Circumventing Torrent Blocks: Several ISPs across the globe block torrent index sites like thepiratebay.org, 1337x.to, kickass.to, etc. VPNs might be necessary to encrypt your traffic to avoid fines or threats from your ISPs. Another alternative is using a seedbox, which is a remote server on which you can download your torrented files and then transfer those files to your computer using FTP, HTTP, etc.

Economics of Torrents:

Torrents themselves don’t inherently come associated with any financial aspect of any sort, apart from potential savings on costs of centralized servers, etc. Torrent index sites, seeders, and groups that develop BitTorrent clients don’t earn much either (and tend to rely on donations). The primary concern here is more in relation to how torrents help facilitate digital piracy, so why don’t we discuss that, even if it is a detour?

The estimated annual loss because of digital piracy is hard to assign a value to, but the number seems to lie within 3 to 30 billion USD , according to several studies. Here’s why that number is heavily inflated: This number is a sum of revenues, and economists tend to pull sneaky tricks on us — a $100 item might be split as $50 cost to manufacture, $20 to distribute, and the remaining to the store. When doing the math, it’s not uncommon for the value to be calculated as the sum of revenues = $100+$50+$20 = $170, which is clearly inaccurate. Thus, the number is already inflated and disingenuous. In the case of digital piracy, from a logical standpoint, the only acceptable costs to add are the cost to “manufacture” or “produce” as well as missed-out profits and not costs like distribution or server costs. This would once again cause the number to drop. And last, quite possibly the most significant factor, most of those who pirate are young adults or people from poorer nations, who share one thing in common — they couldn’t afford to pay for what they pirated even if they wanted to. So, even if piracy were eradicated, the revenues wouldn’t be affected as much as companies seem to think. Ironically, piracy has certain benefits associated with it as well — it helps boost word of mouth for products and helps cultivate customers for the product in the future when they are in a position to legally obtain it.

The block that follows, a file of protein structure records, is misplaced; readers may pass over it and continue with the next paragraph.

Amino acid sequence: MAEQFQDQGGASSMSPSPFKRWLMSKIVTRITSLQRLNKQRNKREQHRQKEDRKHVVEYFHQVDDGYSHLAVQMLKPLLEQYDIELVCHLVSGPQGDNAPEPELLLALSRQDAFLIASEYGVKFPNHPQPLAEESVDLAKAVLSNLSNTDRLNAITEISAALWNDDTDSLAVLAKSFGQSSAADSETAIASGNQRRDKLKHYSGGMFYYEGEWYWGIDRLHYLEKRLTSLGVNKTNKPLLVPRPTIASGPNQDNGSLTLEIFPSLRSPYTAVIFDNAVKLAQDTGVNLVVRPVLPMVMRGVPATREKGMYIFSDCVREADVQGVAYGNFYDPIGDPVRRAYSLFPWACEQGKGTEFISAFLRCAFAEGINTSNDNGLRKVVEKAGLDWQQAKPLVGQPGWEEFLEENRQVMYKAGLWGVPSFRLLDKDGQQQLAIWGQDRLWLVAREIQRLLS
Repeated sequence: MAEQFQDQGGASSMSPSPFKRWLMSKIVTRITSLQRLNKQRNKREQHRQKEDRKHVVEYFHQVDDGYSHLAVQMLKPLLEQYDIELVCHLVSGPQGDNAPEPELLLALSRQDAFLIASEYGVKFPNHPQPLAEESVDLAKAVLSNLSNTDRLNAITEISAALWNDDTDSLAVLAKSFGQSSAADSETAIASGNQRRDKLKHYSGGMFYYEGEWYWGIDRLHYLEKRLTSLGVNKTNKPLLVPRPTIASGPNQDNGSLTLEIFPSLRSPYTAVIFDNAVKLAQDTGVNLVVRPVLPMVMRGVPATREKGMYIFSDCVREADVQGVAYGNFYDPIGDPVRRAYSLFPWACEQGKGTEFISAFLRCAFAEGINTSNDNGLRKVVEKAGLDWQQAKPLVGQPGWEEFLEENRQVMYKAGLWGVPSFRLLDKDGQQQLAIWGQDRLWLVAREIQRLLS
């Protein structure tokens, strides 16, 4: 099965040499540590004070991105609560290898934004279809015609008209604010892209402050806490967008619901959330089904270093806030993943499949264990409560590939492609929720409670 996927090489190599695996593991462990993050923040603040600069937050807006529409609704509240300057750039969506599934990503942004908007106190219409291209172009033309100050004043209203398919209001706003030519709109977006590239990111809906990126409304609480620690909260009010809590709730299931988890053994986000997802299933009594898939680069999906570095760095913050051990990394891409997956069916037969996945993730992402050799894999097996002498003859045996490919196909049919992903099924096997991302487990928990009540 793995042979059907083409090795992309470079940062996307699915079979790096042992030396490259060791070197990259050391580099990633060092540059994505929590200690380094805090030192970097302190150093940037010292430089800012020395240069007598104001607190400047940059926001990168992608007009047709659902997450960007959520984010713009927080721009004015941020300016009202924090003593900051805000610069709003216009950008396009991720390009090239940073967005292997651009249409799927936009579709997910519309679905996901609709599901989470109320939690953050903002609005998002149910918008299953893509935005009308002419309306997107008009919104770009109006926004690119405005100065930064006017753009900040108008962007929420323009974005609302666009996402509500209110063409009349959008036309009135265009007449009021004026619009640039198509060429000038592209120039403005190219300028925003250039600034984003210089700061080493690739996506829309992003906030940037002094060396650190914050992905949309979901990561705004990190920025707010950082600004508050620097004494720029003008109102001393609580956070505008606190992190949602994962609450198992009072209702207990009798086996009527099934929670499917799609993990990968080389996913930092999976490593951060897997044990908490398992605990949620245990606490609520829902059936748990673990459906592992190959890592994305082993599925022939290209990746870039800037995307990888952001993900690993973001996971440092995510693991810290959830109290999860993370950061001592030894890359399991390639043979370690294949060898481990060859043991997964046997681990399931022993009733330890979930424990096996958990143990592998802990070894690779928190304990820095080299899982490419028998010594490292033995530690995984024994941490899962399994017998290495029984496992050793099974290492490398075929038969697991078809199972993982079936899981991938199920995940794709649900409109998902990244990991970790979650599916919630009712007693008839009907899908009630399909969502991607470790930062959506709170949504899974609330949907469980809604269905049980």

And thus, we’ve come to the end of this article (and my tirade against economists and corporations that twist the truth to gain your favour). I hope you enjoyed the read and learnt a thing or two 🙂